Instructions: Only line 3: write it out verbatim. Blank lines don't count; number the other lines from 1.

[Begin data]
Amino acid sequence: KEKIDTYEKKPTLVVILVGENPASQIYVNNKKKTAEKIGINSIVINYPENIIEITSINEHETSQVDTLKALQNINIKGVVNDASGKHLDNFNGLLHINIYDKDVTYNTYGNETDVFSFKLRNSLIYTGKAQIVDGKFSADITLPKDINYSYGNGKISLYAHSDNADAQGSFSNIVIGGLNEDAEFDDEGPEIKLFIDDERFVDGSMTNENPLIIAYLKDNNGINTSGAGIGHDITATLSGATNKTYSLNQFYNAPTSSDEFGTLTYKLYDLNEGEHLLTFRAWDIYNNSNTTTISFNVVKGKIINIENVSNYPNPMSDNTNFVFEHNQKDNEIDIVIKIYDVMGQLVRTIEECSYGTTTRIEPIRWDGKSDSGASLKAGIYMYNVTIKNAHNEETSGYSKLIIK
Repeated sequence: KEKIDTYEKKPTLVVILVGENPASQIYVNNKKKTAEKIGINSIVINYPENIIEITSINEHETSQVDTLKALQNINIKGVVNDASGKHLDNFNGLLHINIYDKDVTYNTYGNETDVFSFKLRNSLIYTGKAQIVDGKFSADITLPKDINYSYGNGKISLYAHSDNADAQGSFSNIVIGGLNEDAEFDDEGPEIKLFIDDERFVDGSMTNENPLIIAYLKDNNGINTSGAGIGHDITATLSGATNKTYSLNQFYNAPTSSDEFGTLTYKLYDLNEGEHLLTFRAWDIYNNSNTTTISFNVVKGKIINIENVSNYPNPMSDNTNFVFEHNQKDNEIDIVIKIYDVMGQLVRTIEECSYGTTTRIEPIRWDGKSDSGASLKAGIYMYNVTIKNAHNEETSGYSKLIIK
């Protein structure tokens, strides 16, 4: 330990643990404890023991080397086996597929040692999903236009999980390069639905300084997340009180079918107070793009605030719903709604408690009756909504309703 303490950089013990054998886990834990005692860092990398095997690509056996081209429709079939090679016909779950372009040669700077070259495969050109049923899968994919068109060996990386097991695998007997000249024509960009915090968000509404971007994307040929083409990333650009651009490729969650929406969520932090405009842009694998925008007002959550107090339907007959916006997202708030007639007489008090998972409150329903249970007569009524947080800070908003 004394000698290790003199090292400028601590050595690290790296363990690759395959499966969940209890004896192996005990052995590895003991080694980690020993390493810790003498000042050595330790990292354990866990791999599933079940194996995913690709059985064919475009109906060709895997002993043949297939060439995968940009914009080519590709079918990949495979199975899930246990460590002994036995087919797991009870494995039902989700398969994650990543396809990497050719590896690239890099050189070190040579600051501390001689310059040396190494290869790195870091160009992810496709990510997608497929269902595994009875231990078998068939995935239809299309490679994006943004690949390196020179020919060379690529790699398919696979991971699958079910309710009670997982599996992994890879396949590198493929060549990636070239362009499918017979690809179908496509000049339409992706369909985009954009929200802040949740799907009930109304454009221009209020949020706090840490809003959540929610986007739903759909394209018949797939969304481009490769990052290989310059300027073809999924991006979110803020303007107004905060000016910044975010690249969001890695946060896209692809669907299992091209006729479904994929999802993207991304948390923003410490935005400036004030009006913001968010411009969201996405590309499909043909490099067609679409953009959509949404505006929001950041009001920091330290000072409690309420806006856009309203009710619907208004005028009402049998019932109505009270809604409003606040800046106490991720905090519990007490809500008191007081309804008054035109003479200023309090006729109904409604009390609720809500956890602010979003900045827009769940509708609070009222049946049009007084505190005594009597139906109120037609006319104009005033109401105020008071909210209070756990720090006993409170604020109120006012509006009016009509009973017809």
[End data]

């Protein structure tokens, strides 16, 4: 330990643990404890023991080397086996597929040692999903236009999980390069639905300084997340009180079918107070793009605030719903709604408690009756909504309703 303490950089013990054998886990834990005692860092990398095997690509056996081209429709079939090679016909779950372009040669700077070259495969050109049923899968994919068109060996990386097991695998007997000249024509960009915090968000509404971007994307040929083409990333650009651009490729969650929406969520932090405009842009694998925008007002959550107090339907007959916006997202708030007639007489008090998972409150329903249970007569009524947080800070908003 004394000698290790003199090292400028601590050595690290790296363990690759395959499966969940209890004896192996005990052995590895003991080694980690020993390493810790003498000042050595330790990292354990866990791999599933079940194996995913690709059985064919475009109906060709895997002993043949297939060439995968940009914009080519590709079918990949495979199975899930246990460590002994036995087919797991009870494995039902989700398969994650990543396809990497050719590896690239890099050189070190040579600051501390001689310059040396190494290869790195870091160009992810496709990510997608497929269902595994009875231990078998068939995935239809299309490679994006943004690949390196020179020919060379690529790699398919696979991971699958079910309710009670997982599996992994890879396949590198493929060549990636070239362009499918017979690809179908496509000049339409992706369909985009954009929200802040949740799907009930109304454009221009209020949020706090840490809003959540929610986007739903759909394209018949797939969304481009490769990052290989310059300027073809999924991006979110803020303007107004905060000016910044975010690249969001890695946060896209692809669907299992091209006729479904994929999802993207991304948390923003410490935005400036004030009006913001968010411009969201996405590309499909043909490099067609679409953009959509949404505006929001950041009001920091330290000072409690309420806006856009309203009710619907208004005028009402049998019932109505009270809604409003606040800046106490991720905090519990007490809500008191007081309804008054035109003479200023309090006729109904409604009390609720809500956890602010979003900045827009769940509708609070009222049946049009007084505190005594009597139906109120037609006319104009005033109401105020008071909210209070756990720090006993409170604020109120006012509006009016009509009973017809």